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Google: Internet Democracy?

Discussion in 'Google' started by jkomp, Dec 4, 2005.

  1. #1
    Is Google, as its creators (Larry Page and Sergey Brin) claim, 'uniquely democratic'? Well, it is certainly unique, or at least it was when it was founded. However, its claim to be democratic is extremely questionable. If it is indeed a democracy, it is one comparable to 19th Century Britain, where only the rich had any real vote, some people had multiple votes and bribery was rife.

    Google works on the assumption that by putting a link on your page to another site, you are casting a vote for that website. However, is this assumption a reasonable one to make? The short answer is...no. The primary, and perhaps most fundamental flaw in this is that people can put more than one link on their page. If some people have more votes than others, then surely this undermines the democratic fabric on which Google is said to be based. Furthermore, people often pay for links on high ranking sites - we call this advertising. Google reads every link on a page, it has no way of knowing whether it was paid for or not. Can a system where votes can easily be bought, ever be described as democratic, even in the loosest sense?

    "If some people have more votes than others, then surely this undermines the democratic fabric on which Google is said to be based."
    SEMrush
    Another crack in Google's claim to be democratic is the fact that some votes are worth more than others. The higher a site ranks on Google, the higher the value of its votes. This seems reasonable, a high ranking site must have useful content, (to have been linked to by other sites, although this page may, indeed, have purchased these links!) therefore it is likely to link to another site with valuable content. However, it is not the fairness of Google's system that this article is questioning, it is its claim to be democratic. Weighted voting cannot exist in a truly democratic system.

    Overall, Google's system is indeed 'uniquely democratic', in the sense that is unique compared to any democratic system I know of. With; multiple voting, some votes being worth more than others, buying votes and more, it is extremely doubtful that Google is indeed the democracy of the Internet.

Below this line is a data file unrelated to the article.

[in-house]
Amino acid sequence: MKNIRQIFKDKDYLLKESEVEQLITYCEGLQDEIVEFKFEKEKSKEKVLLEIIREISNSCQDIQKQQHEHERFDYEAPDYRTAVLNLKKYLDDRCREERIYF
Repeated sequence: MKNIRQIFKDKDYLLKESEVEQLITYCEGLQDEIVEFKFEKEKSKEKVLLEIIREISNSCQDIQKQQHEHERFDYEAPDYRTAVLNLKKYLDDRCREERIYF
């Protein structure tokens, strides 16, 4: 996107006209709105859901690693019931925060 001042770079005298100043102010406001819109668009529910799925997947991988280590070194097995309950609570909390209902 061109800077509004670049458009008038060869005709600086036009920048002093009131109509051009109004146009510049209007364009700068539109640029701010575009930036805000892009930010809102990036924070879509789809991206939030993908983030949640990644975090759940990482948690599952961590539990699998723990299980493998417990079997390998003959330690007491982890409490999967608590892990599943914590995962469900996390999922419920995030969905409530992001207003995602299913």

Thom Jenkins of www.QueryCube.com
     
    jkomp, Dec 4, 2005 IP
    wrmineo likes this.
    SEMrush
  2. Blogmaster

    Blogmaster Blood Type Dating Affiliate Manager

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    #2
    Umm, how does Thom Jenkins know how exactly Google values the "votes"? What gets me is this:
    First the article writer simplifies everything to a fifth grade level and then decides to make a judgement based on that. Google is still a business. Which business is more democratic than them?
     
    Blogmaster, Dec 4, 2005 IP
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  3. stephenmunday

    stephenmunday Peon

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    #3
    Google brings information from all over the world to you more efficiently than any previous service or medium. Surely this is a boost to democracy?

    Is Google itself democratic? If there is information out there on the internet, there is a good chance Google has spidered it and makes it available to you. Even your granny's blog will get indexed with one link from a signature in this forum. Now, her blog is not going to be of much interest to many people in the world, so giving it a decent ranking only for very specific, granny-related keywords is a sensible, pragmatic decision.

    I know we all complain about the algorithm and how it can be manipulated, but would we really want our access to information sources to be totally vetted by humans? We know the answer is no - just look at DMOZ! All that bitterness about alleged "corruption", and at the end of the day, no one uses it! (Or at least my refer stats suggest this.)